WILMINGTON, Del., March 2 /PRNewswire-FirstCall/ -- AstraZeneca today announced that the U.S. Food and Drug Administration (FDA) approved revisions to the prescribing information for its cholesterol-lowering medication, CRESTOR(R) (rosuvastatin calcium), based on submissions made by AstraZeneca. The Company is committed to providing the most up-to-date information about the appropriate use of CRESTOR, and will proactively communicate these revisions to healthcare professionals.
"Post-marketing data for CRESTOR has been thoroughly reviewed over the past year and this labeling revision is the result of that analysis," said David Brennan, President and CEO, AstraZeneca U.S. "The revisions that the FDA has approved provide physicians with further clarification on how best to use CRESTOR with their patients. We continue to believe that CRESTOR is safe and effective when used according to the prescribing information."
The basis for the agreed revisions to the prescribing labeling for CRESTOR, which strengthen points contained in the original labeling, include modifications to dosage instruction; recent clinical trial information regarding special populations; and information regarding post-marketing safety experience with the medicine, based upon information from clinical trial and extensive post-marketing data.
CRESTOR is now approved in 70 countries, has been prescribed more than 18 million times for more than 4.3 million patients and has been studied in clinical trials of more than 46,000 patients.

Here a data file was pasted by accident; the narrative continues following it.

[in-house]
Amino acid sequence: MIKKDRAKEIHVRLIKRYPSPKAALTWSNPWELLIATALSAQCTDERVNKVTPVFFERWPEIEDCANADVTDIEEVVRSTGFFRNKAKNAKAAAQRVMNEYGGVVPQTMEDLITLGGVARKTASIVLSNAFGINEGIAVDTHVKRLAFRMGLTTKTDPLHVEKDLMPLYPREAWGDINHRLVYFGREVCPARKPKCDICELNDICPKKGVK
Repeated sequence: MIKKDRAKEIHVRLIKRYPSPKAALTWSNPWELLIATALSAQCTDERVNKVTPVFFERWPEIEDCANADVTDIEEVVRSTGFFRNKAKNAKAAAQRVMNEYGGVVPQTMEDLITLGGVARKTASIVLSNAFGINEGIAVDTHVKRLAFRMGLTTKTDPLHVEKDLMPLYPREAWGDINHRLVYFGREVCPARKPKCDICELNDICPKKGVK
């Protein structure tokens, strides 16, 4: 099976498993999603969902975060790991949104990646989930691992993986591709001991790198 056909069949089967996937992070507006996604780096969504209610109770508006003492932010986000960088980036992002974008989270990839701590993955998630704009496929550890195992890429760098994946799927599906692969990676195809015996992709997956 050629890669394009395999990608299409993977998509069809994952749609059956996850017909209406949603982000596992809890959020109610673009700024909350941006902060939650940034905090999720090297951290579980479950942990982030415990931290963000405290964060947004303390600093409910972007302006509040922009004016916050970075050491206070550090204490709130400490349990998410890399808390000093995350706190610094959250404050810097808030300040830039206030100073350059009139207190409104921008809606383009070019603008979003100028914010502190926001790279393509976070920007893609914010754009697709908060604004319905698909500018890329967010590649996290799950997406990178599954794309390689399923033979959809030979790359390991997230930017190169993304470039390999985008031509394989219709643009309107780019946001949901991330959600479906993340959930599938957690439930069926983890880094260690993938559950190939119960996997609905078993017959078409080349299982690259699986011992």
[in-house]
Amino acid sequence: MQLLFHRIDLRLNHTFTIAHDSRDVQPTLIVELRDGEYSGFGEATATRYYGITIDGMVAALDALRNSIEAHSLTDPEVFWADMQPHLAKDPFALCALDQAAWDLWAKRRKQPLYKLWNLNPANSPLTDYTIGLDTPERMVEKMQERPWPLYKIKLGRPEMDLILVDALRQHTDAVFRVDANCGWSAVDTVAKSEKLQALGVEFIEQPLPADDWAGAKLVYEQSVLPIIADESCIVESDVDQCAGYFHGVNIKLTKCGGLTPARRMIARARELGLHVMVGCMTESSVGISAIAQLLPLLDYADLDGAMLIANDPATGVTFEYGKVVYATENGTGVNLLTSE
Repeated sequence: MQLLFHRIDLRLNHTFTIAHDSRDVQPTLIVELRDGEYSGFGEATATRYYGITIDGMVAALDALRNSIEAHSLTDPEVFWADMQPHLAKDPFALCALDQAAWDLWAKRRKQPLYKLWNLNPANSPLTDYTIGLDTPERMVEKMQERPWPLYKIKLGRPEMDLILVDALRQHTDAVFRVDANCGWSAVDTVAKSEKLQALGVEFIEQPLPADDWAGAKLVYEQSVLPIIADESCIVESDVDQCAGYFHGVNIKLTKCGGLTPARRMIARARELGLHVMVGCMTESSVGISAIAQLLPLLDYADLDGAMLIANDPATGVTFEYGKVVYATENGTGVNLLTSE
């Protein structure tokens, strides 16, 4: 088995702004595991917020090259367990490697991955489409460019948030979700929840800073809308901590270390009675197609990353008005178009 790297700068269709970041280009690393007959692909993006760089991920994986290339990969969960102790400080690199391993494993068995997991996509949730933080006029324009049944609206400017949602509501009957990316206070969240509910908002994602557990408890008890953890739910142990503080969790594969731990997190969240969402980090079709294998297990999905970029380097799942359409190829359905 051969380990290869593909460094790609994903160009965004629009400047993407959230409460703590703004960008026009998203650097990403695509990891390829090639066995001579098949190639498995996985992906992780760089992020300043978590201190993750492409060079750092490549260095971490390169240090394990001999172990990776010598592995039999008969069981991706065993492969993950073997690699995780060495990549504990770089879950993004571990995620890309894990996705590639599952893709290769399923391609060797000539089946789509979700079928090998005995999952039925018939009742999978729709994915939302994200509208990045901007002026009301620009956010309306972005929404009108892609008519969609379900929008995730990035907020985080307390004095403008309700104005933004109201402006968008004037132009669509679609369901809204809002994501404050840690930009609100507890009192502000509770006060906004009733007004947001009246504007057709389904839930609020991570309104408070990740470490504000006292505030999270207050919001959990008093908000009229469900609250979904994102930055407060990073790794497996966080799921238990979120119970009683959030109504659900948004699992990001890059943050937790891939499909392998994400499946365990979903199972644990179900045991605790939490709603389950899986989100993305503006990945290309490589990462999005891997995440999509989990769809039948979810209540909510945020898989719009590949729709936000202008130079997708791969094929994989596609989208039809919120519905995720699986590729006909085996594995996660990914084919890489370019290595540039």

"CRESTOR is highly effective at helping patients to reduce their elevated cholesterol levels, along with diet," said James Blasetto, MD, Executive Director, Strategic Development, CRESTOR. "AstraZeneca is committed to ensuring appropriate usage of CRESTOR, and we are pleased that this labeling revision will help us do just that."
Patient safety is the top priority for AstraZeneca. AstraZeneca will continue to evaluate CRESTOR through clinical trials and ongoing post-marketing surveillance and will continue to provide the FDA with complete, up-to-date information about the safety of CRESTOR.
Highlights of Labeling Revisions
The revisions to the prescribing information for CRESTOR are based on 15 months of post-marketing surveillance and ongoing data analysis. Following is a summary of changes to the warnings, precautions, dosage and administration sections of the label.
The initial labeling for CRESTOR was approved by the FDA based on pre-approval data from clinical trials. New information has been added to the labeling to reflect clinical and post-marketing adverse experiences seen in the 15 months following the approval of CRESTOR. Consistent with other drug labeling in the statin class, irrespective of causality, jaundice has been added as a very rare event. In addition, as with other statins, reports of rhabdomyolysis with CRESTOR are rare, but higher at the highest marketed dose (40mg). The 40mg dose of CRESTOR comprises 4 percent of total sales for CRESTOR in the U.S.
Initial instructions regarding usage of the 40 mg dose were made more explicit by strongly instructing that physicians reserve the 40 mg dose only for those patients who have not achieved their LDL-C or "bad" cholesterol goal utilizing the 20 mg dose of CRESTOR.
The revised labeling includes data from a pharmacokinetic study recently completed in the U.S., involving North-Americans of Asian descent. The results of this study showed higher drug exposure in this specific population relative to Caucasians. The findings from this study are consistent with information included in the original labeling for CRESTOR that was based on a study done outside of the U.S. The revised labeling includes dosing instructions for this population.